report by the Australian Strategic Policy Institute (ASPI) on COVID-19 disinformation noted: ‘A range of actors are manipulating the information environment to exploit the COVID-19 crisis for strategic gain’. Both China and the US’ spread of conspiracy theories are examples of disinformation. Yet ASPI’s report on disinformation only examined case studies on China (and to a lesser extent, Russia). ‘Disinformation’ is rarely a term used for the US, but rather the term ‘fake news’ is more often used, suggesting a more benign intention than ‘disinformation’.

‘Hoarding’ medical supplies

During the height of the pandemic in the PRC at the beginning of this year, it imported medical supplies from countries around the world. These goods were obtained through both official and unofficial channels. For example, individuals based overseas with relatives in mainland China, as well as Chinese companies, organised shipments of medical supplies. Those efforts were publicised on Chinese and diasporic media but did not receive much attention in the mainstream Western media at the time.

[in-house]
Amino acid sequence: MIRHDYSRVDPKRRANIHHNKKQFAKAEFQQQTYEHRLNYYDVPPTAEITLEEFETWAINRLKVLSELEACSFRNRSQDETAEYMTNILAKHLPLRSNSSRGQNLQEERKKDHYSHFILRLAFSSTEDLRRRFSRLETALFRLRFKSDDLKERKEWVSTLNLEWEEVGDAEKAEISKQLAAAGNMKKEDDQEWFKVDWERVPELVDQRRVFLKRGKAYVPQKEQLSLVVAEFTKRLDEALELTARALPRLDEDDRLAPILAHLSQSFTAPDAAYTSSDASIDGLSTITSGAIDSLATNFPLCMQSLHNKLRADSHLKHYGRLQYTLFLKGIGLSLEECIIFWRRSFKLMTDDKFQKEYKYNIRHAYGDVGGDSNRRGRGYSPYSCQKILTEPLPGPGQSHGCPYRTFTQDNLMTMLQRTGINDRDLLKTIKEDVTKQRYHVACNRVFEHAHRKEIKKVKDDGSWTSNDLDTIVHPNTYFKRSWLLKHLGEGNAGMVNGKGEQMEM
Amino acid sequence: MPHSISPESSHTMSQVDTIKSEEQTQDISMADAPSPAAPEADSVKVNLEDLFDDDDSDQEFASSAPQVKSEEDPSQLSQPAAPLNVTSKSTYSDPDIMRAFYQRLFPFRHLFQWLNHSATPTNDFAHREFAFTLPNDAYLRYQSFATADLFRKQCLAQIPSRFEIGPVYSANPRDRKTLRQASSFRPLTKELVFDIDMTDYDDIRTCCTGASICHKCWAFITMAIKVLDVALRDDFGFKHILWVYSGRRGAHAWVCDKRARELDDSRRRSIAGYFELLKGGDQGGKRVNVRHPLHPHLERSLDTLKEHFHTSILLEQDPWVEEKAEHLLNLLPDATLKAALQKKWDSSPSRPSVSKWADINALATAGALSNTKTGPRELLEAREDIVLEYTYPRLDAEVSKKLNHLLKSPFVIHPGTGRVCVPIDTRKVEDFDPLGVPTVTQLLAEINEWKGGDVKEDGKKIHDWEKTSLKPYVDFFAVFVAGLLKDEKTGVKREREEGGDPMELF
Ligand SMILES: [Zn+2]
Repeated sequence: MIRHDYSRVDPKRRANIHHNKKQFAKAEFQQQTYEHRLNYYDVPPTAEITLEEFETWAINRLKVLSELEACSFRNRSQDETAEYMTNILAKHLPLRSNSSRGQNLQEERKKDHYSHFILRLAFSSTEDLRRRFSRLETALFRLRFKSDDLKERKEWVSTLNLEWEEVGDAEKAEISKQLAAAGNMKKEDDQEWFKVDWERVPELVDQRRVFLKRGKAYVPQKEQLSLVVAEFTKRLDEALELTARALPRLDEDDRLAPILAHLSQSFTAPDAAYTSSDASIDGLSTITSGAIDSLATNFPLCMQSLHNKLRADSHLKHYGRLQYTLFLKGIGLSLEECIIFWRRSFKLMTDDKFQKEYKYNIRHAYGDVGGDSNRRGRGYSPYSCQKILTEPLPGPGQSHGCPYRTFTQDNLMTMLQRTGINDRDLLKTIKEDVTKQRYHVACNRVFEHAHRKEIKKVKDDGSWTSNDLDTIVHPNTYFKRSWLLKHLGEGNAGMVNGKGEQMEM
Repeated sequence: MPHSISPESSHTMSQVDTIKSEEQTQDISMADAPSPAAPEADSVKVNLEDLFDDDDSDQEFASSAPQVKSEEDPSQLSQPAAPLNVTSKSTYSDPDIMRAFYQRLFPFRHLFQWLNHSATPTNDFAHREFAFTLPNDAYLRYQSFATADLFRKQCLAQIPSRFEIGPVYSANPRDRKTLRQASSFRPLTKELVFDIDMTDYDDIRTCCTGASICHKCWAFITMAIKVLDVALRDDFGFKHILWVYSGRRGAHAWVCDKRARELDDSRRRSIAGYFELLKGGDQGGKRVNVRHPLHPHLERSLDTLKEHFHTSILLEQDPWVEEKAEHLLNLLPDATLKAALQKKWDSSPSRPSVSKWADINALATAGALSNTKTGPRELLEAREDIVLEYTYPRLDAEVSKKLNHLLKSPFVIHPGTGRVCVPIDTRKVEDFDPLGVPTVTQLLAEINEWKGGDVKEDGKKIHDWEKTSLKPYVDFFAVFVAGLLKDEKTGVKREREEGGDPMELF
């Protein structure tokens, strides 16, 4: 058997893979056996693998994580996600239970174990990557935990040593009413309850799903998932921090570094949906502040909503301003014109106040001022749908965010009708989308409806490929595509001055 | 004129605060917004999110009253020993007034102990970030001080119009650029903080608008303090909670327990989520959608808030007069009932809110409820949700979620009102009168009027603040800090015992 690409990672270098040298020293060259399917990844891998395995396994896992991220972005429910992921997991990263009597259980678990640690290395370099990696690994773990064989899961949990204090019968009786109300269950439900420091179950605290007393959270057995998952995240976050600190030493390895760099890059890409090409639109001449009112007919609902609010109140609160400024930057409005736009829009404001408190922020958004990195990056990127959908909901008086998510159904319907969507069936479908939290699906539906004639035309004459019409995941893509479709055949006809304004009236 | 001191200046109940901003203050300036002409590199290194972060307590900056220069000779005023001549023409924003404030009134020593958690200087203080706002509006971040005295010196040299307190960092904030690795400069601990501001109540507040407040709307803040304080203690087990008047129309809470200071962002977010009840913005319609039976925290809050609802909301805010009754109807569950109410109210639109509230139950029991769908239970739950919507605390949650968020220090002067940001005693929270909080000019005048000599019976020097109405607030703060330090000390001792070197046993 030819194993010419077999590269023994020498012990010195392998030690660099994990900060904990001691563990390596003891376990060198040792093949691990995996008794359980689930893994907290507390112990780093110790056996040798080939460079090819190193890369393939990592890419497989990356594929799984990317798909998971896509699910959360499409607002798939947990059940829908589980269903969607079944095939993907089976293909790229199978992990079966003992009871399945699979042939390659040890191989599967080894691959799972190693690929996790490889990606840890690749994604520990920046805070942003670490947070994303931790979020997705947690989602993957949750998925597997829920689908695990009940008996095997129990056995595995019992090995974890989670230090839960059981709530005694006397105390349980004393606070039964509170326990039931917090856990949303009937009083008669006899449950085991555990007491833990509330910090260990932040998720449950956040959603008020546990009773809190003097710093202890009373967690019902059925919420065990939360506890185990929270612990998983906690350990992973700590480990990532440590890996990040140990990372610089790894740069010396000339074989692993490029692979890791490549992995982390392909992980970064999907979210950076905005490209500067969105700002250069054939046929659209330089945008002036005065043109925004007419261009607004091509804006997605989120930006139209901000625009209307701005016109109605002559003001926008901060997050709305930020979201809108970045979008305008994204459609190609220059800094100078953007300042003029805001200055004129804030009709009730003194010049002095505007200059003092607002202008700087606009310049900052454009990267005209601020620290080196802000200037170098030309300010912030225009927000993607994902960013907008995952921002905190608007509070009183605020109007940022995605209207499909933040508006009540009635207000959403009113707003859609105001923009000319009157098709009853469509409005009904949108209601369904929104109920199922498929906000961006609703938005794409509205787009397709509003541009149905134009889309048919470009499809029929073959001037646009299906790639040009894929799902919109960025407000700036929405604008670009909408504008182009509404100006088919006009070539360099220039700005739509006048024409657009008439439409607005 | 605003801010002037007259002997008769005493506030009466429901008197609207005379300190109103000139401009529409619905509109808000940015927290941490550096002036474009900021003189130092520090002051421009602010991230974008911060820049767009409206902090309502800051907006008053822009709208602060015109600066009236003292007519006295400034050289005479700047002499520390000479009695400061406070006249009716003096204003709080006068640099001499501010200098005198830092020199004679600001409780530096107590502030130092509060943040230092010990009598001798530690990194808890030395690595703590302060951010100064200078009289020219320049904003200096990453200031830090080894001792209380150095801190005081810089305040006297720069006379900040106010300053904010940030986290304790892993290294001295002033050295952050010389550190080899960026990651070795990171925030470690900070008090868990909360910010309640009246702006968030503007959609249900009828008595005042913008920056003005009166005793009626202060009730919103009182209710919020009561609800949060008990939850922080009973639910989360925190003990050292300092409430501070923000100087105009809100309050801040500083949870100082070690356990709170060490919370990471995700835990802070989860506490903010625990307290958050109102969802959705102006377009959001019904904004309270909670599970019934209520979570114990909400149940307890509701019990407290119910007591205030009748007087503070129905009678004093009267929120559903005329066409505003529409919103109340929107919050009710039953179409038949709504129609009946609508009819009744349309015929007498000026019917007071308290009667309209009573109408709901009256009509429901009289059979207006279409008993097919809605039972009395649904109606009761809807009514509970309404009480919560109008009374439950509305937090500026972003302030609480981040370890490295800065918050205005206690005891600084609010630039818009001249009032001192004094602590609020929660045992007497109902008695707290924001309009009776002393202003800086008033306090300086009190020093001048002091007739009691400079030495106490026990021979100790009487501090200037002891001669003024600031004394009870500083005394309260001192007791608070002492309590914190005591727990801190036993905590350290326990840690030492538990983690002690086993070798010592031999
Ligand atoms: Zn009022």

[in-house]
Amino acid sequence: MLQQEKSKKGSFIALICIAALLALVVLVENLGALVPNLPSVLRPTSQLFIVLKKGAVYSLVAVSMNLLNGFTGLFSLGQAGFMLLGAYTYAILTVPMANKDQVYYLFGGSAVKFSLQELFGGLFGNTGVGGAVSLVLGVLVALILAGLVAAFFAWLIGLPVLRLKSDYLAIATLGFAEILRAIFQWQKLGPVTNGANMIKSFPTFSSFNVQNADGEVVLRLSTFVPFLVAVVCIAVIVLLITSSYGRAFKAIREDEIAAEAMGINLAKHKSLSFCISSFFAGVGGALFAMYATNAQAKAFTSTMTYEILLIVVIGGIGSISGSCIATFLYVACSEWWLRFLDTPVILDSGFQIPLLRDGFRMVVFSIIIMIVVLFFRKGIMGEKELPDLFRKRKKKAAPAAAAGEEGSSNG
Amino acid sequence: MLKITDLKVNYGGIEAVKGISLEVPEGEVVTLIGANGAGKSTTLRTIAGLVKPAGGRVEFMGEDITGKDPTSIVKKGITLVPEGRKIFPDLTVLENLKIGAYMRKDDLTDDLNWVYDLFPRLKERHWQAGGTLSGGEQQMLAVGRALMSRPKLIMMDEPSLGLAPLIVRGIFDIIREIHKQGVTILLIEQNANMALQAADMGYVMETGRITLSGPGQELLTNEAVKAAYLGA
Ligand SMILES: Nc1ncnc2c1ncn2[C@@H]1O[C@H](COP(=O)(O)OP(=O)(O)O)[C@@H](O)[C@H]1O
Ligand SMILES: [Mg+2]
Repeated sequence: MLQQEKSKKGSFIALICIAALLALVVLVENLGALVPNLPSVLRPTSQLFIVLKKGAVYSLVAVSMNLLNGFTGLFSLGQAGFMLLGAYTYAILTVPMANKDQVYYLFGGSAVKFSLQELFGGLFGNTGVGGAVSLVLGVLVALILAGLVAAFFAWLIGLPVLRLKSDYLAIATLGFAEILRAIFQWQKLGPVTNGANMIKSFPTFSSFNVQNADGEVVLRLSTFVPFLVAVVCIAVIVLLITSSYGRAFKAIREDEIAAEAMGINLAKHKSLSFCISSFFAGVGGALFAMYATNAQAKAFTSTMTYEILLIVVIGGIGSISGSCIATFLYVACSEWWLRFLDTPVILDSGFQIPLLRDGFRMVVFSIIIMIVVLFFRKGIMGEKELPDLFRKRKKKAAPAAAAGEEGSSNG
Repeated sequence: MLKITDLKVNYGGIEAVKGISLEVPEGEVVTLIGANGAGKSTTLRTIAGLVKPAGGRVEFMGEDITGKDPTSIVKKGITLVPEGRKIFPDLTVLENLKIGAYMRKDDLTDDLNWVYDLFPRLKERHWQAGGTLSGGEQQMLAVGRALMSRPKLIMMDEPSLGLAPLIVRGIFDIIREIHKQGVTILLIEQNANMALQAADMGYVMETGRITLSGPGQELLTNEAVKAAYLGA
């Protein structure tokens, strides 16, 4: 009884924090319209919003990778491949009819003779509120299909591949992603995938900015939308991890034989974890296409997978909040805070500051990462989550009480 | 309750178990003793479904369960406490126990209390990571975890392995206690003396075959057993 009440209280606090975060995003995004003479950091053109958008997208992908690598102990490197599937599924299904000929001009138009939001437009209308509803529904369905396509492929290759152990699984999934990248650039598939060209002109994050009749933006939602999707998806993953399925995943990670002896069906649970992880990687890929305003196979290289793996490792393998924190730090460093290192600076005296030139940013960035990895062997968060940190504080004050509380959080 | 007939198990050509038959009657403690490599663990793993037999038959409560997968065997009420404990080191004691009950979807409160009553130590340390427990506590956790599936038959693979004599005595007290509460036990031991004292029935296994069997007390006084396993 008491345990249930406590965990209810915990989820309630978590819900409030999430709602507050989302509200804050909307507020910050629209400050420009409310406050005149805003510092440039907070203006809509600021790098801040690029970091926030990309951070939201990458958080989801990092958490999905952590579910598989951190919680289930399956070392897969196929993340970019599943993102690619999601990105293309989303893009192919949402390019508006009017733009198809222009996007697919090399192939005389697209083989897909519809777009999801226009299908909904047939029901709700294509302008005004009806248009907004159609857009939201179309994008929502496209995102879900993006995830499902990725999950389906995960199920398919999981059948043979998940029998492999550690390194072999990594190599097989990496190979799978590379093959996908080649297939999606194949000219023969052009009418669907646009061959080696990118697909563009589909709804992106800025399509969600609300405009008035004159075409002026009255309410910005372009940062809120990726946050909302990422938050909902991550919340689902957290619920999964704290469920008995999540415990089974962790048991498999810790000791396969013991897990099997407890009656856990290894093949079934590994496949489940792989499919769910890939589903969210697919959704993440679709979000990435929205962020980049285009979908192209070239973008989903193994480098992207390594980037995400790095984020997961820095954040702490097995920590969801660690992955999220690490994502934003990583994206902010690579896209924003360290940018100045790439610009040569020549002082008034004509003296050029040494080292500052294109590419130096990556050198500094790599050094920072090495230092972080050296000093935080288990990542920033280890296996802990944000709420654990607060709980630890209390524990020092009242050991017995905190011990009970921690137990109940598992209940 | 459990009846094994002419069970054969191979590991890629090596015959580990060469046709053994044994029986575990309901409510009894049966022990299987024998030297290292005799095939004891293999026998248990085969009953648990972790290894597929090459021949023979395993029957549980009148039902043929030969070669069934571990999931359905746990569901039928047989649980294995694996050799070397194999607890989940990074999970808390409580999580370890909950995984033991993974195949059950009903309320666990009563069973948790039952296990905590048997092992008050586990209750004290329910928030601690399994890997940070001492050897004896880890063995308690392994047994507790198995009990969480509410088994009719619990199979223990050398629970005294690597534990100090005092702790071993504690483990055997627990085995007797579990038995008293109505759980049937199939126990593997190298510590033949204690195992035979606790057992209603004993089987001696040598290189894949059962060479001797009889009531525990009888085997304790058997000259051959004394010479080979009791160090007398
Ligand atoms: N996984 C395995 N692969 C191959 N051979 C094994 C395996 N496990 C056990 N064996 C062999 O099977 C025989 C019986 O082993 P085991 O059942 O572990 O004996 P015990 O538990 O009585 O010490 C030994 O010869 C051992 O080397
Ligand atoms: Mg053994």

But as COVID-19 intensified globally, the shipping of these medical supplies earlier in the year suddenly became suspicious. For example, a Nine/Fairfax article on March 26 interviewed a ‘whistleblower’ who detailed how a Chinese property development company was shipping medical supplies to China in January and February.

Other commentary emerged (including from the US government), accusing the PRC of ‘hoarding’ medical supplies in January. The actions of PRC companies and the mainland Chinese diaspora were portrayed as, at best, selfish; at worst, sinister. Stories began to circulate of masks that were donated from Italy to China that were then re-exported to Italy for profit, with the originating source being a ‘senior Trump Administration official‘, who in the same interview blamed China for the delay in US response. No Italian source confirmed this story.